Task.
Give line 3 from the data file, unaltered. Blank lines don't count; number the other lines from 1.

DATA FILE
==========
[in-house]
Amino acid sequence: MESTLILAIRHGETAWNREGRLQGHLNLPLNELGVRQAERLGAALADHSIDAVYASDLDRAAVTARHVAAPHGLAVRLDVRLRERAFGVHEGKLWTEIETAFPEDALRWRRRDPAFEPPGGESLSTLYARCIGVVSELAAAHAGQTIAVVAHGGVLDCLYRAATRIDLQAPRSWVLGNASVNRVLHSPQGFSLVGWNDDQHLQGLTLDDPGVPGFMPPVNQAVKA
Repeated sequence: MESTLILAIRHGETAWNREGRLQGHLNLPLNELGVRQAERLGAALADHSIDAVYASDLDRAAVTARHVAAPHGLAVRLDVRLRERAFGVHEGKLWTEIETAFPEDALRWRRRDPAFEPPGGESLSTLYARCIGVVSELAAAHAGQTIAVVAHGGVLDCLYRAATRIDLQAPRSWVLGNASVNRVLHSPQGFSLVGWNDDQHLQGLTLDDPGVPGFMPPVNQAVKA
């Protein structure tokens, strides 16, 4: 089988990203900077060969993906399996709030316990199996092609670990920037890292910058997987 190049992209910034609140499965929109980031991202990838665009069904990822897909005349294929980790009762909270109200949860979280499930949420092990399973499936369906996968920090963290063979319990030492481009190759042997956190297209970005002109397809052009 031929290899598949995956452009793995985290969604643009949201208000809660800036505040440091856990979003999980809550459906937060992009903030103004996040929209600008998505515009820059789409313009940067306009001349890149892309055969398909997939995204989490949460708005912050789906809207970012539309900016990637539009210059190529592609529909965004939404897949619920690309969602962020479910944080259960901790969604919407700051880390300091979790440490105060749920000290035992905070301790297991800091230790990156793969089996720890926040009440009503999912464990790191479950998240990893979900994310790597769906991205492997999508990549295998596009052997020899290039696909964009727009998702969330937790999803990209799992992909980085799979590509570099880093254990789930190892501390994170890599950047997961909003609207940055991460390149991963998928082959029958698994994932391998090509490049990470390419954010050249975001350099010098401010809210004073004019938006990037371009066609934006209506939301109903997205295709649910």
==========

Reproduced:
Repeated sequence: MESTLILAIRHGETAWNREGRLQGHLNLPLNELGVRQAERLGAALADHSIDAVYASDLDRAAVTARHVAAPHGLAVRLDVRLRERAFGVHEGKLWTEIETAFPEDALRWRRRDPAFEPPGGESLSTLYARCIGVVSELAAAHAGQTIAVVAHGGVLDCLYRAATRIDLQAPRSWVLGNASVNRVLHSPQGFSLVGWNDDQHLQGLTLDDPGVPGFMPPVNQAVKA